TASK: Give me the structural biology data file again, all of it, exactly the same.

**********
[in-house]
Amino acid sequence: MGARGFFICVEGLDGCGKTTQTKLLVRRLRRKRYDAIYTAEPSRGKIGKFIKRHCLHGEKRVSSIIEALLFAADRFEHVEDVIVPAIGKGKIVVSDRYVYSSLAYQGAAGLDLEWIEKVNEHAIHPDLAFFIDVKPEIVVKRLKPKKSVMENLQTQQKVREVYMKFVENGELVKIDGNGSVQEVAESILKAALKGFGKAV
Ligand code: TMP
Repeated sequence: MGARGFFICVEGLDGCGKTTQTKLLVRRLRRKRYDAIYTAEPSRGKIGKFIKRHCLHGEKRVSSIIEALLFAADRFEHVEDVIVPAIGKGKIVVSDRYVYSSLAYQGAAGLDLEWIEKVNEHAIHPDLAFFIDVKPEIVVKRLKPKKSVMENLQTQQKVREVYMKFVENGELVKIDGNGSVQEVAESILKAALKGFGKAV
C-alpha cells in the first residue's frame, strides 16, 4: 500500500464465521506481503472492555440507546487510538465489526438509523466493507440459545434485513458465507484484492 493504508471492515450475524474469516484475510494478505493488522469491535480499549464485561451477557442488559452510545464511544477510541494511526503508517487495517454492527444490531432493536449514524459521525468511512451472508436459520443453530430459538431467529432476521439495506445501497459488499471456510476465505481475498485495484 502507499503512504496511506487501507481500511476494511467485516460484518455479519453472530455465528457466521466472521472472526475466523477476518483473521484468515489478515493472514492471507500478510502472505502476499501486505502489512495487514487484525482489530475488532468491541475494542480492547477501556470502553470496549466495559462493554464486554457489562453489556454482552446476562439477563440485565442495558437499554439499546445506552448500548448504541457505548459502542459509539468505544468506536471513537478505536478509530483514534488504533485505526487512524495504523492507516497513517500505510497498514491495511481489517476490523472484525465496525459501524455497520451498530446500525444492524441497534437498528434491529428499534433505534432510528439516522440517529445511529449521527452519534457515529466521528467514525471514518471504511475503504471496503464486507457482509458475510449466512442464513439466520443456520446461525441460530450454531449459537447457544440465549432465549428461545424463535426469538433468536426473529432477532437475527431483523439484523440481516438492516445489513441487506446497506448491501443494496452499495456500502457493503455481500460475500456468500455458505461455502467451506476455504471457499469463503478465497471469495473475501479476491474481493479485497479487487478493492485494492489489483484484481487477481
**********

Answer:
[in-house]
Amino acid sequence: MGARGFFICVEGLDGCGKTTQTKLLVRRLRRKRYDAIYTAEPSRGKIGKFIKRHCLHGEKRVSSIIEALLFAADRFEHVEDVIVPAIGKGKIVVSDRYVYSSLAYQGAAGLDLEWIEKVNEHAIHPDLAFFIDVKPEIVVKRLKPKKSVMENLQTQQKVREVYMKFVENGELVKIDGNGSVQEVAESILKAALKGFGKAV
Ligand code: TMP
Repeated sequence: MGARGFFICVEGLDGCGKTTQTKLLVRRLRRKRYDAIYTAEPSRGKIGKFIKRHCLHGEKRVSSIIEALLFAADRFEHVEDVIVPAIGKGKIVVSDRYVYSSLAYQGAAGLDLEWIEKVNEHAIHPDLAFFIDVKPEIVVKRLKPKKSVMENLQTQQKVREVYMKFVENGELVKIDGNGSVQEVAESILKAALKGFGKAV
C-alpha cells in the first residue's frame, strides 16, 4: 500500500464465521506481503472492555440507546487510538465489526438509523466493507440459545434485513458465507484484492 493504508471492515450475524474469516484475510494478505493488522469491535480499549464485561451477557442488559452510545464511544477510541494511526503508517487495517454492527444490531432493536449514524459521525468511512451472508436459520443453530430459538431467529432476521439495506445501497459488499471456510476465505481475498485495484 502507499503512504496511506487501507481500511476494511467485516460484518455479519453472530455465528457466521466472521472472526475466523477476518483473521484468515489478515493472514492471507500478510502472505502476499501486505502489512495487514487484525482489530475488532468491541475494542480492547477501556470502553470496549466495559462493554464486554457489562453489556454482552446476562439477563440485565442495558437499554439499546445506552448500548448504541457505548459502542459509539468505544468506536471513537478505536478509530483514534488504533485505526487512524495504523492507516497513517500505510497498514491495511481489517476490523472484525465496525459501524455497520451498530446500525444492524441497534437498528434491529428499534433505534432510528439516522440517529445511529449521527452519534457515529466521528467514525471514518471504511475503504471496503464486507457482509458475510449466512442464513439466520443456520446461525441460530450454531449459537447457544440465549432465549428461545424463535426469538433468536426473529432477532437475527431483523439484523440481516438492516445489513441487506446497506448491501443494496452499495456500502457493503455481500460475500456468500455458505461455502467451506476455504471457499469463503478465497471469495473475501479476491474481493479485497479487487478493492485494492489489483484484481487477481